Highly recommended if you enjoy character lead plots, a stream of consciousness format and a setting that could only be rural Ireland.

Thanks to Netgalley and Viking Books UK for providing a copy of this book for review. As always, you will receive my honest opinion, regardless of the book's source.

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Mouthing, the debut novel of Orla Mackey, is the story of a people, the inhabitants of the fictional Ballyrowan. It is a multi-generational series of monologues, soliloquies and tales which contrast, conflict and harmonise to build its portrait.

Written through these series of short pieces, in Irish cadence, is the story of real people; by the end you feel like you've lived in Ballyrowan top.

It reminded me often of Donal Ryan's early work, which is high praise for me. I really look forward to reading what she does next.

Thank you to Netgalley and the publishers for the ARC.

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A wonderful mix of beautifully written stories. The characters are well-rounded & the stories are very cleverly connected.

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a quick and easy read about members of a fictional irish town called ballyrowan. the first two chapters had me interested in the way the characters spoke, their cadence was nostalgic and it reminded me of my own family. then, when i got to the third chapter, or third perspective, it made me stop - go ‘hold on’ and reread the first two perspectives.

the book makes you question who is a reliable narrator, which i enjoy greatly. it also looks at the small town through various family members and residents, from the 60s through to the early 2000s. it shows how our decisions can effect the next generation, how each character has their own story and how it’s interwoven with others in the novel.

each story is comprised of three narrators, leaving the reader to find where the truth lies. i especially liked the last trio, which also contained a child narrator which was a nice difference in tone.

thank you netgalley, penguin and viking for the arc in exchange for an honest review.

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Mouthing by Orla Mackey is a community based novel that features a cast of characters retelling the same events from their own perspectives over several generations.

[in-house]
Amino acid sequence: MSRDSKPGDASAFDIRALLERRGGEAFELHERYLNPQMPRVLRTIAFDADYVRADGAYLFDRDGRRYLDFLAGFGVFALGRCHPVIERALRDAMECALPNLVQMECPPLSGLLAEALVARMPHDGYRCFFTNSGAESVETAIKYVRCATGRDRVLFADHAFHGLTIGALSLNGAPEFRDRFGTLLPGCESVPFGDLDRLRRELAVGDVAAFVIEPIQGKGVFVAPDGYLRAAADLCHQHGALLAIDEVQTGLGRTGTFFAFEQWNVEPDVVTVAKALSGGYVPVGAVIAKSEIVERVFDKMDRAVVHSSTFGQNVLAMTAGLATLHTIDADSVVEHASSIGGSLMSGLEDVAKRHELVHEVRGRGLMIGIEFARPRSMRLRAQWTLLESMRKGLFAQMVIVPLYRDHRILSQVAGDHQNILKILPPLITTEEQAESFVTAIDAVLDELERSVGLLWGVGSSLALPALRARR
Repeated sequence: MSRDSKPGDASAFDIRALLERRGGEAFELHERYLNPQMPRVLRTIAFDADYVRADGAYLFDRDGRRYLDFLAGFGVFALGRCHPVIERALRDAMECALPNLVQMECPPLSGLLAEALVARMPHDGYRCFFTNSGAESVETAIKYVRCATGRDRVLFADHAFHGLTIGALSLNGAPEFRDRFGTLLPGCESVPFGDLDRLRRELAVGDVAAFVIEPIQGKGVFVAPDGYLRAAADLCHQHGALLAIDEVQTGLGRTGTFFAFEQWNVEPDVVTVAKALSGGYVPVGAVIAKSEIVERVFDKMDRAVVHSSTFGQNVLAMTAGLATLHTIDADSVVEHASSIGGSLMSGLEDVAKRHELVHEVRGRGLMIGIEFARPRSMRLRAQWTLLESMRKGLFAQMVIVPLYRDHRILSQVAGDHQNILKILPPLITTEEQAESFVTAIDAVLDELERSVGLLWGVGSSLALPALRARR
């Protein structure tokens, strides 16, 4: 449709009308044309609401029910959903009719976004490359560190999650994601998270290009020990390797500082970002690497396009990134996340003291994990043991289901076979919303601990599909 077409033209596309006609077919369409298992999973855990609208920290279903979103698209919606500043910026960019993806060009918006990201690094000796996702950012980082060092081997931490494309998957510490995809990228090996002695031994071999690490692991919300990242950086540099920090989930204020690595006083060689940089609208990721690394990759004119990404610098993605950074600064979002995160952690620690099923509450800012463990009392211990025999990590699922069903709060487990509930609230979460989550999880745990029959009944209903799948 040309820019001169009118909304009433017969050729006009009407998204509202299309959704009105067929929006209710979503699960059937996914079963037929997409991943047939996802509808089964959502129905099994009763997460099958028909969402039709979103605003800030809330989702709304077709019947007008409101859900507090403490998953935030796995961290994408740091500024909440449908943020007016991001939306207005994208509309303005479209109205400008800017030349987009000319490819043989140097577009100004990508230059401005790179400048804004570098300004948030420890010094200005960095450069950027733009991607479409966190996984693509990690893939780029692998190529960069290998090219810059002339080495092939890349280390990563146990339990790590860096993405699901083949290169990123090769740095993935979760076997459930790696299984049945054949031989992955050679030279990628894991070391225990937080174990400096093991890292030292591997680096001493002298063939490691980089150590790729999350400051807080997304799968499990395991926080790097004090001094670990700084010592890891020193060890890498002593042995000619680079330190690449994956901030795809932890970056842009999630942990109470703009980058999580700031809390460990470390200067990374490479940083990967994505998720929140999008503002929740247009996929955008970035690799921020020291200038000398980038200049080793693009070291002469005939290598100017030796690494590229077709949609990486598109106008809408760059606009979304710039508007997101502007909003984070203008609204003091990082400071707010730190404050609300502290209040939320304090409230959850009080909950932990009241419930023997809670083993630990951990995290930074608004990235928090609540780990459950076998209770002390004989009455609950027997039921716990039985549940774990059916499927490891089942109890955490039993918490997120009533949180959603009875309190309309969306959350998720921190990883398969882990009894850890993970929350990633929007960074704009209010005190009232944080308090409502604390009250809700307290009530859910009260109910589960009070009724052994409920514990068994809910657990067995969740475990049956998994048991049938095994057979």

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Totally immersive, I feel like I have lived a life in this Irish village through the eyes of these characters. So clever to see the same events from different perspectives and as such change your opinion on them as it went along. Would love to read what the author does next!

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For me this took a little while to get into the writing style took some time to get used and it wasn't really sure where the story was going, I nearly gave it up as DNF but I stuck with it and am very glad I did.

Told over a number years we hear from in the first POV a cast of interesting characters retelling the same events in part from their perspectives. The writing is a chatty style like the characters are talking directly at you, after a few chapters I started to really connect with the writing style and really liked it. There was elements of dark humour among what were quite sad stories of small town life. The stories are sort of stand alone but there is small threads of connection within them all it does have short story feel to it . While nothing as such really happens the books has good pace and finishes up nicely with one character "mouthing" a conclusion to each of the stories told. The stories have real heart and make you think, you can see why the characters do what they do, the feel true to life, they seem like everyday people and as we all know everyday people have a lot to hide which in turn gives full to gossip and talk tales.

This book has an unusual style that some readers might not like but I did, it flowed well and the characters were all well written. There is a dark humour throughout that reminded me of Graham Nortons writing.

Fans of the pre mentioned Norton and Meave Binchy will enjoy this uniquely styled book.

Stick with it and you will "mouthing" it praise

On side note I loved Mona she was wicked in the best possible way, reminded me of Mrs Doyle from father Ted

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This was a beautiful multigenerational story, although I struggled with the writing style/pacing. I loved reading about certain characters, but as soon as I’d get my teeth stuck into them, the chapter and POV would change. I think the writing style does give it a bit of uniqueness, however it just didn’t work for me. The overall story, albeit a bit slow, was still lovely to read.